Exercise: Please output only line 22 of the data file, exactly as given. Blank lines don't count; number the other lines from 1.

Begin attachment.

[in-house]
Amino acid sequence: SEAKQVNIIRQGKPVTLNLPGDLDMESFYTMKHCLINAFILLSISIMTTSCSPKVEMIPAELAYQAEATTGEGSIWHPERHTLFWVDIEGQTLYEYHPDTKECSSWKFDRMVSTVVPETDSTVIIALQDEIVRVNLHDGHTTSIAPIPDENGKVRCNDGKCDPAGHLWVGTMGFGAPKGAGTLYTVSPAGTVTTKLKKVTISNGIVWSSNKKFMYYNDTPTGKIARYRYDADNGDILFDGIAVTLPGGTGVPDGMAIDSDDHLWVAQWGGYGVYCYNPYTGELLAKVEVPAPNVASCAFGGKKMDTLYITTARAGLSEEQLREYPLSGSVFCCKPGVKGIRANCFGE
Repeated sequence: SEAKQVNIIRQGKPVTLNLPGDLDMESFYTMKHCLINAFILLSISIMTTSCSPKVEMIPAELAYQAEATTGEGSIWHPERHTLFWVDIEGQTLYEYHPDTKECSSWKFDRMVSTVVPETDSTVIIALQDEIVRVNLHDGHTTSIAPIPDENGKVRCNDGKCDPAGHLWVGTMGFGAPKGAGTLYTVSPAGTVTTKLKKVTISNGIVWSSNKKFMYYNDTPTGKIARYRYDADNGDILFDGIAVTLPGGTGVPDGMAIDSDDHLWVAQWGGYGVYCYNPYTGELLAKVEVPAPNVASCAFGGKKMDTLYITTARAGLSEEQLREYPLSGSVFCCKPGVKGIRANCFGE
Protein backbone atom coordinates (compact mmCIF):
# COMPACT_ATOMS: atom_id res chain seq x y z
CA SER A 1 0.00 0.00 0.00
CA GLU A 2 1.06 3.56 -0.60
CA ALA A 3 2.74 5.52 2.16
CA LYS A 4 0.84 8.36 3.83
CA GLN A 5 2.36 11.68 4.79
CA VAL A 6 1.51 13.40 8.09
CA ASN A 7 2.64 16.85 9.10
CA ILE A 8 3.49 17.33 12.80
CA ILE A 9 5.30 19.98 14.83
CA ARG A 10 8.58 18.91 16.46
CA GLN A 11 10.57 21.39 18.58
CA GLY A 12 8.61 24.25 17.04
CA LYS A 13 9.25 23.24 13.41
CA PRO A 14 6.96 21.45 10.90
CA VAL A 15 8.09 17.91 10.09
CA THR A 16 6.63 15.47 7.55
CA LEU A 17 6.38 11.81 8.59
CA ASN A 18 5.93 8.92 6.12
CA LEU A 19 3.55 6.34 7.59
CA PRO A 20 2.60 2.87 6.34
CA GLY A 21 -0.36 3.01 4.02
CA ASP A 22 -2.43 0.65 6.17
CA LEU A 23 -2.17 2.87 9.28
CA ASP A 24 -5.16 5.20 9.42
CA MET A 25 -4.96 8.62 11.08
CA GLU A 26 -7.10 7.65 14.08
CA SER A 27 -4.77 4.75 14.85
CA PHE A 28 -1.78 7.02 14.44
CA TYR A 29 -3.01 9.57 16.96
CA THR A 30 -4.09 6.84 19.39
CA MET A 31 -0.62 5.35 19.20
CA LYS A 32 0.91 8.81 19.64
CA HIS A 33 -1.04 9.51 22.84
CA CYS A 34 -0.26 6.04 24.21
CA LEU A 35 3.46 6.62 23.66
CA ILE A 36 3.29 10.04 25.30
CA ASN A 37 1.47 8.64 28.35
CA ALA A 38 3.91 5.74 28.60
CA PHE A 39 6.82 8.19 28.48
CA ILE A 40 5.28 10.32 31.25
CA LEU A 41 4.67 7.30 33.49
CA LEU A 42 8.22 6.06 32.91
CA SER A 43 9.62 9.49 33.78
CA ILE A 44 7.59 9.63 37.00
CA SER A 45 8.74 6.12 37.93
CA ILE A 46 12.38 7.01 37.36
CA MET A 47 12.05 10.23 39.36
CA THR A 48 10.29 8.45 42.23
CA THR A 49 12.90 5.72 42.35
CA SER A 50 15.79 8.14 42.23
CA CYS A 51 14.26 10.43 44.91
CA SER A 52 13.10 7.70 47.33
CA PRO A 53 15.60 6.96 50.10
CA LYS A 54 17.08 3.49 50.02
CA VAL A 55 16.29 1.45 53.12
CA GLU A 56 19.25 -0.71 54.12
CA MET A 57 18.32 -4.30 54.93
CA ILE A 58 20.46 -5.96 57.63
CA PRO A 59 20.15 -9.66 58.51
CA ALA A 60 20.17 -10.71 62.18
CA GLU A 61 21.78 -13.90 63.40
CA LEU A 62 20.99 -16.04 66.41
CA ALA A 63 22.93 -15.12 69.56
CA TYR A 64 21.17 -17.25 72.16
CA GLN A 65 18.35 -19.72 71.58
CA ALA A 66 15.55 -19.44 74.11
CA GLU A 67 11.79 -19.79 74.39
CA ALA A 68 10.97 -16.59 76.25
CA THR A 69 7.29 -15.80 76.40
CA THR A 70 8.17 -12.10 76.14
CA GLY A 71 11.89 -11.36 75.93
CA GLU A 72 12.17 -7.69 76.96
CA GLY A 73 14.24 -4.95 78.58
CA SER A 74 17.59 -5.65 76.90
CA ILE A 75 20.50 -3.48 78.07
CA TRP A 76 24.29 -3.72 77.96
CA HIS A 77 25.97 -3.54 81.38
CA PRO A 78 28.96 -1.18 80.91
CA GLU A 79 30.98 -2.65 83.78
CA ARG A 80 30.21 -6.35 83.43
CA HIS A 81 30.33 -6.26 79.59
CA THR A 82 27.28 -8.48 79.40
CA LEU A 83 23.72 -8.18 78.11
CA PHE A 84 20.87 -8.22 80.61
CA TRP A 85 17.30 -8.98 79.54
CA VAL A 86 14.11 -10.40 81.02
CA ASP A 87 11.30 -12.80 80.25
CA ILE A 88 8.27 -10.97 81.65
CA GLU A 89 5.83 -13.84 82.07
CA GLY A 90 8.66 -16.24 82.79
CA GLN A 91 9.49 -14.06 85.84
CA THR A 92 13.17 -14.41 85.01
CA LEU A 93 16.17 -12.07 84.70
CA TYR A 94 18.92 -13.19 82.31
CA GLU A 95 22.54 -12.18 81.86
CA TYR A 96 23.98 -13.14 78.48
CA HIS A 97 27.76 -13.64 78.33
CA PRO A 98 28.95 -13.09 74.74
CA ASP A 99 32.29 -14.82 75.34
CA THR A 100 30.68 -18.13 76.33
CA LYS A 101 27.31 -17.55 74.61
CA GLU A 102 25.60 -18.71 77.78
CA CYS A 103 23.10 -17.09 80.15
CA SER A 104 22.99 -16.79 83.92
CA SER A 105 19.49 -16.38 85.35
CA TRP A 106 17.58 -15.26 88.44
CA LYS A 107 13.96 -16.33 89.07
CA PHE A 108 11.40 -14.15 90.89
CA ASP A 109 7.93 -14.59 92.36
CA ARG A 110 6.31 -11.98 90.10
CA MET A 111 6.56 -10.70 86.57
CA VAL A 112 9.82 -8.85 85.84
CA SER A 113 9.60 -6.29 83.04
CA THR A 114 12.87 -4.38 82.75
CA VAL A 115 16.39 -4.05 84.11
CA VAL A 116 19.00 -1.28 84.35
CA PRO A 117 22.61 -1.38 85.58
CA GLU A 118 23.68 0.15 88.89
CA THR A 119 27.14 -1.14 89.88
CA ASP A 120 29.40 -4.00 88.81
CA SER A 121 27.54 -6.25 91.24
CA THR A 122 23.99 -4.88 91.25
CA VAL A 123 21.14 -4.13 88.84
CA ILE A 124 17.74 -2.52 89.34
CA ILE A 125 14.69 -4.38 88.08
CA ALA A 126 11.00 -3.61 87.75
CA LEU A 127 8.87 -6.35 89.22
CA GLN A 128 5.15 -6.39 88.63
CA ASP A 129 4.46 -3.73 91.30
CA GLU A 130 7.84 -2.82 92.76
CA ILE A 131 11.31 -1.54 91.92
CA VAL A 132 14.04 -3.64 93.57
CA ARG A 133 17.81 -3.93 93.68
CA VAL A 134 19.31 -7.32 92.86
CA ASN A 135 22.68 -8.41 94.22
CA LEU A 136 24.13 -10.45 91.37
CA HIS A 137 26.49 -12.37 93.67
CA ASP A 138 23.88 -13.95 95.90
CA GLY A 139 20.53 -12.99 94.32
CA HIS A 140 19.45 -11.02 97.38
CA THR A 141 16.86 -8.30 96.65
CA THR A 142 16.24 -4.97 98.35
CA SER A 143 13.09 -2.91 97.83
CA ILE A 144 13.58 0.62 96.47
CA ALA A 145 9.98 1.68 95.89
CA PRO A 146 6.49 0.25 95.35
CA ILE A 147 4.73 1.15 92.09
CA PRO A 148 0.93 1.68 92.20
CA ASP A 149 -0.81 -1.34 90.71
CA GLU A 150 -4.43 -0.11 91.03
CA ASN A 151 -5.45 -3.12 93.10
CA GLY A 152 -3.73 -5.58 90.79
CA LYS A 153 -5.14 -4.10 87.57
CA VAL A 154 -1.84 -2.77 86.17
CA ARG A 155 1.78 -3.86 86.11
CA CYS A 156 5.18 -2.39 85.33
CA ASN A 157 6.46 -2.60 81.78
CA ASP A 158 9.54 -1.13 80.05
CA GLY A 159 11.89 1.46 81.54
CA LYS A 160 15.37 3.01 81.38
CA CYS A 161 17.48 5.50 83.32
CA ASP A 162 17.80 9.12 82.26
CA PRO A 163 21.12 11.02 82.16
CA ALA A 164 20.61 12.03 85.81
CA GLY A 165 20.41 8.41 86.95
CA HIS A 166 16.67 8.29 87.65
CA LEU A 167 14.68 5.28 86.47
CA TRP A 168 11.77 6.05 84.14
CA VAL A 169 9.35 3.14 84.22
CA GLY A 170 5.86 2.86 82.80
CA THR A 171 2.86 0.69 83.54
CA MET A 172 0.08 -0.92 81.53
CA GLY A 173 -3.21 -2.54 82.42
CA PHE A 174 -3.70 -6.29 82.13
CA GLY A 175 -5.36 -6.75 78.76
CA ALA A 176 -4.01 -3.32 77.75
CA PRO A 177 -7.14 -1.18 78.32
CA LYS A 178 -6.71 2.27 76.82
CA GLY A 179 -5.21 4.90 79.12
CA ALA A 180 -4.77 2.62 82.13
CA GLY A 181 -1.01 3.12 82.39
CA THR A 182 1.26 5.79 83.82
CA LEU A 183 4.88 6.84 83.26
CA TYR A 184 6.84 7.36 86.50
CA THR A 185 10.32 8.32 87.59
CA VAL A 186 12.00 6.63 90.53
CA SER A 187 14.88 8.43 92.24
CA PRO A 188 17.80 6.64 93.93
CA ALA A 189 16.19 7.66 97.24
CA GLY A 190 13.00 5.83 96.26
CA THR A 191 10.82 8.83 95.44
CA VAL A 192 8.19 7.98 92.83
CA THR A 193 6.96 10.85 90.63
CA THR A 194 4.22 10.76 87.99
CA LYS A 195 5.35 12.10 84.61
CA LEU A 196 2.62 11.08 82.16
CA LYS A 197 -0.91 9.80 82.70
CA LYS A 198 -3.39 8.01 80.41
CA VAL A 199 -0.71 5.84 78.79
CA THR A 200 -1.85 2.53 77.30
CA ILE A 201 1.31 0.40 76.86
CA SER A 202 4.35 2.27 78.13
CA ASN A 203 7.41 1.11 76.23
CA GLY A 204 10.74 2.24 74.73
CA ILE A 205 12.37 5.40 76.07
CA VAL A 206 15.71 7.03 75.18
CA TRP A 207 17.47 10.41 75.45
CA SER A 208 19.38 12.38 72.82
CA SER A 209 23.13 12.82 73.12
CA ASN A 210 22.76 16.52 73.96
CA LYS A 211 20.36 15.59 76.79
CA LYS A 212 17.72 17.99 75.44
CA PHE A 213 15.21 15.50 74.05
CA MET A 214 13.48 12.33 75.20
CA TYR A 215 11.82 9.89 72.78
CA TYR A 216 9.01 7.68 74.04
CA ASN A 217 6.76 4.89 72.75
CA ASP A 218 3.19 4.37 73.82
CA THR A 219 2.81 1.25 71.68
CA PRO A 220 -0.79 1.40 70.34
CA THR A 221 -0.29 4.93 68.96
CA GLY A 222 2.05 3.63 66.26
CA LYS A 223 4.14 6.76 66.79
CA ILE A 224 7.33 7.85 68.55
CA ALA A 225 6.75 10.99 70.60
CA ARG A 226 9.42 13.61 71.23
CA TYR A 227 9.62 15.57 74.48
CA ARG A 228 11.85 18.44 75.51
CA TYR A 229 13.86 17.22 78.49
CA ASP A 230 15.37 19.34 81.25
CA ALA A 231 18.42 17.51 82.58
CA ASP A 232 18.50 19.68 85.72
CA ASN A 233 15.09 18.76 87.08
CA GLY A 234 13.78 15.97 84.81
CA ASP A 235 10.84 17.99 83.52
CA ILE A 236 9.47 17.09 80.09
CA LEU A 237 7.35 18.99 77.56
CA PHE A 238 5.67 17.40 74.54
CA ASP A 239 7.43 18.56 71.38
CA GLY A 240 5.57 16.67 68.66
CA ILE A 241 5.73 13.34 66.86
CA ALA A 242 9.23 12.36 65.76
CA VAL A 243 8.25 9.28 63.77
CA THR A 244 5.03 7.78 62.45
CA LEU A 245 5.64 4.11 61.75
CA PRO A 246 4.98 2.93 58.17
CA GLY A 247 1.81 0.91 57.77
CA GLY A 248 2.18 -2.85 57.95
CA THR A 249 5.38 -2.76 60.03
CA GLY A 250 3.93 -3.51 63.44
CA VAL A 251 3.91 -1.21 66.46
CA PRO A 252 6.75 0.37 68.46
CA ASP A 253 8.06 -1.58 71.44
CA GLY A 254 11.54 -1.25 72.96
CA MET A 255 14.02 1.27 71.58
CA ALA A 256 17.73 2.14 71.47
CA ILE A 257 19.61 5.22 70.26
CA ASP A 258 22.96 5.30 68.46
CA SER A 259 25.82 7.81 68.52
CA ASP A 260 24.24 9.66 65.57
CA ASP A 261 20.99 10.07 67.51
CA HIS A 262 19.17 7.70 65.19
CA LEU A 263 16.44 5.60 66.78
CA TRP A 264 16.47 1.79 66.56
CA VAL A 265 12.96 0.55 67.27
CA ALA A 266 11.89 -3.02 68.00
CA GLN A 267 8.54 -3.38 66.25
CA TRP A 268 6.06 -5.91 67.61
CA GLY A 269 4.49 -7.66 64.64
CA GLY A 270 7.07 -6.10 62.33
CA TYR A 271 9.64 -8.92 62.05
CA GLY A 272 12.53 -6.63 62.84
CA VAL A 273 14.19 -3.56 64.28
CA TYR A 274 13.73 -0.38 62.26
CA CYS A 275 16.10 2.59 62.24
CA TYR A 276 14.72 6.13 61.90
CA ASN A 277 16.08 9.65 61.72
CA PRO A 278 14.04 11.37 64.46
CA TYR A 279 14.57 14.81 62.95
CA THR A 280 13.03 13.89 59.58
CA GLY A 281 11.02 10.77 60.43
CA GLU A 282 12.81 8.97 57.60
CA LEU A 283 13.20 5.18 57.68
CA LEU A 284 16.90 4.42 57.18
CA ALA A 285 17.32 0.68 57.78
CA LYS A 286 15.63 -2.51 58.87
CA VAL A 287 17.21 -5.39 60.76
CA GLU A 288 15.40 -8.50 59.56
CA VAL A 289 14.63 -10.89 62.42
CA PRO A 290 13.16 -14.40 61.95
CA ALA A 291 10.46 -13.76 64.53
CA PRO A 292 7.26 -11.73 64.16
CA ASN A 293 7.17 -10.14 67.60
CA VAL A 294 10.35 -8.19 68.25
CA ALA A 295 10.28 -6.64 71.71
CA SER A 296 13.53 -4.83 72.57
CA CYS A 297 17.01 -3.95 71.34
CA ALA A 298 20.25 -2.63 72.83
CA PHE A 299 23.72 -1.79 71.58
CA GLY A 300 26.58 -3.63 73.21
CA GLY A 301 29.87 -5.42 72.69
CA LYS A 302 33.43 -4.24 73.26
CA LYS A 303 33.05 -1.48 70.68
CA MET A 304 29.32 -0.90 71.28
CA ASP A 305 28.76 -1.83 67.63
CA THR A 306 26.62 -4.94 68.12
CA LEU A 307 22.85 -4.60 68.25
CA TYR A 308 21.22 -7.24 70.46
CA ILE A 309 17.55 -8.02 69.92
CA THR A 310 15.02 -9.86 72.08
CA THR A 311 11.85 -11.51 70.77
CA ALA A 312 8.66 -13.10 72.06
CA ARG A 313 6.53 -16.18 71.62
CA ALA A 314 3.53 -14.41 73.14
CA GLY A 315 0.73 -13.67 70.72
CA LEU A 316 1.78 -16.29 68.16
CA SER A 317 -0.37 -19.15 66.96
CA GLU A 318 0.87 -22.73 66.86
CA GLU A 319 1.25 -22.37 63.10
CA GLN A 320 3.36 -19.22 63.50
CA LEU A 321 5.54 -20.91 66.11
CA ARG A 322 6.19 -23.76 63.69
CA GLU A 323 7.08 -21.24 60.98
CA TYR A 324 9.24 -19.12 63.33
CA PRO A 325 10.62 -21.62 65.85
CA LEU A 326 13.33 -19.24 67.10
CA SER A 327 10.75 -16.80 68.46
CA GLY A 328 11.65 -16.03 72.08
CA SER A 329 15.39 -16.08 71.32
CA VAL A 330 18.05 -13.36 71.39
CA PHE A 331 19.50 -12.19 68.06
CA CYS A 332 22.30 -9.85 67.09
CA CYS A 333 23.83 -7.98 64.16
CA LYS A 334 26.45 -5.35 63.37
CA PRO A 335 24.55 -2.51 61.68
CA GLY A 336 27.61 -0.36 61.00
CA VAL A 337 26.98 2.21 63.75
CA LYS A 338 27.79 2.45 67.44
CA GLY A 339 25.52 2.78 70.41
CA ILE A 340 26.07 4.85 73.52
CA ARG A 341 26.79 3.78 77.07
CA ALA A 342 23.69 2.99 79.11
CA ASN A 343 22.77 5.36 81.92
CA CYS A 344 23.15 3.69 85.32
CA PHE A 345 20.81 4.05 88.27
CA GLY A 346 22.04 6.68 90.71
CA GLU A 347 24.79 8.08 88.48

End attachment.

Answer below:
CA LEU A 17 6.38 11.81 8.59